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EU rolls out new Iran sanctions but does not designate IRGC as terrorists

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BRUSSELS — European Foreign Ministers agreed Monday on a fourth round of sanctions against 37 Iranian nationals and entities over Tehran’s repeated human rights violations, but it stopped short from designating the Islamic Revolutionary Guard Corps as a terrorist group.

The Swedish presidency of the European Union confirmed the measures in the morning session of the monthly foreign affairs meeting. No details have yet been published.  

“At today’s foreign affairs council, the Ministers adopted a new package of sanctions against Iran, targeting those driving the repression. The EU strongly condemns the brutal and disproportionate use of force by the Iranian authorities against peaceful protesters,” tweeted the Swedish presidency.  

While the list of 37 has yet to be published, last week Politico reported on 17 Iranians to be sanctioned, including regional governors, a lawmaker, a minister, a top official at the Republic of Iran Broadcasting World Service and current and former officials in the IRGC who have played prominent roles in the regime’s repression of demonstrations. 

Shortly after the announcement by the Swedish presidency, the British government released a statement saying it was also increasing sanctions against Iran. Among the Iranians sanctioned by London are Iranian Deputy Prosecutor General Ahmad Fazelian, Commander of the IRGC ground forces Kiyumars Heidari and his deputy Hossein Nejat, the Basij militia and its commander Salar Abnoush.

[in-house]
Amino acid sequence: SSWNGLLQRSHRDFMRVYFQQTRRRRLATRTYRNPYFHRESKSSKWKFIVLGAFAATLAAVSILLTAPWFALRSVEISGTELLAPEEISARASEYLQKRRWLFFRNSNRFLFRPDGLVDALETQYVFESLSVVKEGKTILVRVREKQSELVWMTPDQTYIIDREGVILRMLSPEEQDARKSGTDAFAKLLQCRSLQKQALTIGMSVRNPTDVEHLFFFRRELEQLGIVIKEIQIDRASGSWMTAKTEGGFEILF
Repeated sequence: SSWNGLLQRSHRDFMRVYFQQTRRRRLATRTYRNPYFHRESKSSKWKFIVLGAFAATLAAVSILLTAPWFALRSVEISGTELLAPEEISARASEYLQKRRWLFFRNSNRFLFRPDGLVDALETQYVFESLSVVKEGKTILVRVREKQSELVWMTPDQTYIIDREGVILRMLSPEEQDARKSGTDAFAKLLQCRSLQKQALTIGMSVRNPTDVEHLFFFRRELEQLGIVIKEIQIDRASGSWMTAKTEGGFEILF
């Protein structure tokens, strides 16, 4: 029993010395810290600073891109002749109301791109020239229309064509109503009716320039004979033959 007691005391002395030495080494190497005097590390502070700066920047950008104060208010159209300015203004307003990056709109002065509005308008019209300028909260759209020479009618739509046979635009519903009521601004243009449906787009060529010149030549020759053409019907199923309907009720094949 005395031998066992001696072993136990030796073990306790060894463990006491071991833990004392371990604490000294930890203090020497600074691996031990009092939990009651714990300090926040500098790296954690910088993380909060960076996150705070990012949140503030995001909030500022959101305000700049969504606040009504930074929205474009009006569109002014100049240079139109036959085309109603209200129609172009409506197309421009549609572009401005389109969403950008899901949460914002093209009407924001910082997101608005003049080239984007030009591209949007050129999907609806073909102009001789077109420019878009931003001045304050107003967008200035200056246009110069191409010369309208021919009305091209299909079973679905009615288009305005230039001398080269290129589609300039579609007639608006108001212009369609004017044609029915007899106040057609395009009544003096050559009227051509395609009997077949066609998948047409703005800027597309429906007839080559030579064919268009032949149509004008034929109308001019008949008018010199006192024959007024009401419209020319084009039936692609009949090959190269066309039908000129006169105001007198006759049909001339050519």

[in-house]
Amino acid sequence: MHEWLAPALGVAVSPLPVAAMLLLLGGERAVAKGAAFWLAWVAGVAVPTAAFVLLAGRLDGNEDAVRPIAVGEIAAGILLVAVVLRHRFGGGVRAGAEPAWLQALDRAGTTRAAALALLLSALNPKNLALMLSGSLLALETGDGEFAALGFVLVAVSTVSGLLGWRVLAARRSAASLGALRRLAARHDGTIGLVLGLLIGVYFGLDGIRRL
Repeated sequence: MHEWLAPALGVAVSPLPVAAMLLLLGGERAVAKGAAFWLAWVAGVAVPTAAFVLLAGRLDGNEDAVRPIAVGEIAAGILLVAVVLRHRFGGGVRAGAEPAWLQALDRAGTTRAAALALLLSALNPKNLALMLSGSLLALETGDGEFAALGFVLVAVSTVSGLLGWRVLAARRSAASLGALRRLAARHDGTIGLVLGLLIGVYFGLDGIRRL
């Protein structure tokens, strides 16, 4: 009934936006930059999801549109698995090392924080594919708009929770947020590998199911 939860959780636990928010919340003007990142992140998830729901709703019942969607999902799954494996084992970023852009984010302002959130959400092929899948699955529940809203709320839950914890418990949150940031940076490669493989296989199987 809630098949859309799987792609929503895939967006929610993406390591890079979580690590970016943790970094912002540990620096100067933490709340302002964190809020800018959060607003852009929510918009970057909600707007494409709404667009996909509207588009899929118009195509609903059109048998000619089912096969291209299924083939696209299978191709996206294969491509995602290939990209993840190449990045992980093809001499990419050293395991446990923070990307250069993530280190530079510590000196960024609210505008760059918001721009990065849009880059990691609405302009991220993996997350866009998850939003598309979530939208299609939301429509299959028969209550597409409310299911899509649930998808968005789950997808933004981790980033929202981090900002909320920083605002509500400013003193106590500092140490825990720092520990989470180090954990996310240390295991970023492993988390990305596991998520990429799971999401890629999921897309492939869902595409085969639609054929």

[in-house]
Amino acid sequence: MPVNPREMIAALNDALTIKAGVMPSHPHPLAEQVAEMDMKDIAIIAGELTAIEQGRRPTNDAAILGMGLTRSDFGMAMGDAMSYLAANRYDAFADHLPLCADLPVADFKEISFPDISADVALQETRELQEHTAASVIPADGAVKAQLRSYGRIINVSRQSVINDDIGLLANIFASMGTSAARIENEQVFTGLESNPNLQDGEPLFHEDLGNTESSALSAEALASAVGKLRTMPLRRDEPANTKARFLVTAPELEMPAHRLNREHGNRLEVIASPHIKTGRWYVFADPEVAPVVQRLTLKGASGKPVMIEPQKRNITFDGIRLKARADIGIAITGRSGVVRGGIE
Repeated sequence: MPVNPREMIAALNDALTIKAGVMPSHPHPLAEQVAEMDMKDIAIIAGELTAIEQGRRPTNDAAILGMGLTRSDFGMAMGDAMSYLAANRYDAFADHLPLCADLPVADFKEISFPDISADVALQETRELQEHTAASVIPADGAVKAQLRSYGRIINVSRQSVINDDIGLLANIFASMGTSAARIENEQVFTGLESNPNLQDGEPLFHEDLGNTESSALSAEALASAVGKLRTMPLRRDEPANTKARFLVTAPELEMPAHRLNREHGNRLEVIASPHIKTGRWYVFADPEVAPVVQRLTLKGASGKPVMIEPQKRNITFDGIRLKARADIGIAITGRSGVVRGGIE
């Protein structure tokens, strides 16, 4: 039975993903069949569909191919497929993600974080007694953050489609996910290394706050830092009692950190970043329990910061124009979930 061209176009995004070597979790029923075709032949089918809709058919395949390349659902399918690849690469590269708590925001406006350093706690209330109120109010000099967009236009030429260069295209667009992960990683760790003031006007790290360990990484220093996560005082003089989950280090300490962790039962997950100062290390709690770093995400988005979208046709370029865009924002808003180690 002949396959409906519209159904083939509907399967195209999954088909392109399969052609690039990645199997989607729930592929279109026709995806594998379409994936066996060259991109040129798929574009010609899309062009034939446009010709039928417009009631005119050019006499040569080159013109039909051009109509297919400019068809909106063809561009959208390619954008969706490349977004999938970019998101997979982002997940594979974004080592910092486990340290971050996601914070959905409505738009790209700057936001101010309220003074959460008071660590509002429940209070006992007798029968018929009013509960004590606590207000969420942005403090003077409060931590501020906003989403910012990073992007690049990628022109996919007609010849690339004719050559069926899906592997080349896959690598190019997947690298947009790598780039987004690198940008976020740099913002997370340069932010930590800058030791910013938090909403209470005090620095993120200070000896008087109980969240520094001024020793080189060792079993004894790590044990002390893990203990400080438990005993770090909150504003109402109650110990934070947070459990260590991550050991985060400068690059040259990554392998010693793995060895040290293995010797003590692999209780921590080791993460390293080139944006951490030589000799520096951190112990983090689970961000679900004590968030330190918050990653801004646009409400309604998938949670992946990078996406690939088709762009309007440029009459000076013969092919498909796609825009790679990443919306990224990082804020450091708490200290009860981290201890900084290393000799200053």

The British statement read, “These sanctions, alongside designations by the European Union and the United States, demonstrate the international community’s unified condemnation of the horrific violence the Iranian regime is inflicting on its own people.”

Despite calls last week by the European Parliament to blacklist the Islamic Revolutionary Guard Corps (IRGC) as a terror group, the ministers did not take action in that direction. EU foreign policy chief Josep Borrell said on Monday that it was first up to a European Court to decide that the IRGC was a terror group before the ministers could blacklist it. Borrell said, “It is something that cannot be decided without a court. A court decision first. You cannot say, I consider you a terrorist because I don’t like you.”  

Last Thursday, the European Parliament passed a resolution with an overwhelming majority calling on EU member states to sanction the most senior leadership in Tehran and to blacklist the IRGC. President of the European Commission Ursula von der Leyen backed the addition of the IRGC to the list of terror groups last week, but Borrell has been much more cautious on the issue, apparently fearing that such a move would end all dialogue between Brussels and Tehran and foil all hopes for a renewed nuclear deal with Iran.  

Several European foreign ministers and spokespeople have expressed their support for more sanctions on Iran. Austrian Foreign Minister Alexander Schallenberg said Iran “is on a collision course with not only the international community, as far as the safeties of the nuclear program are concerned, but also with its own people, with the brutal crackdown of the civil society movement.”

“The focus of our policy currently is increasing pressure on the Iranian regime,” a spokesperson for the German Foreign Ministry said.

European diplomats have said that a fifth wave of sanctions is already being discussed.

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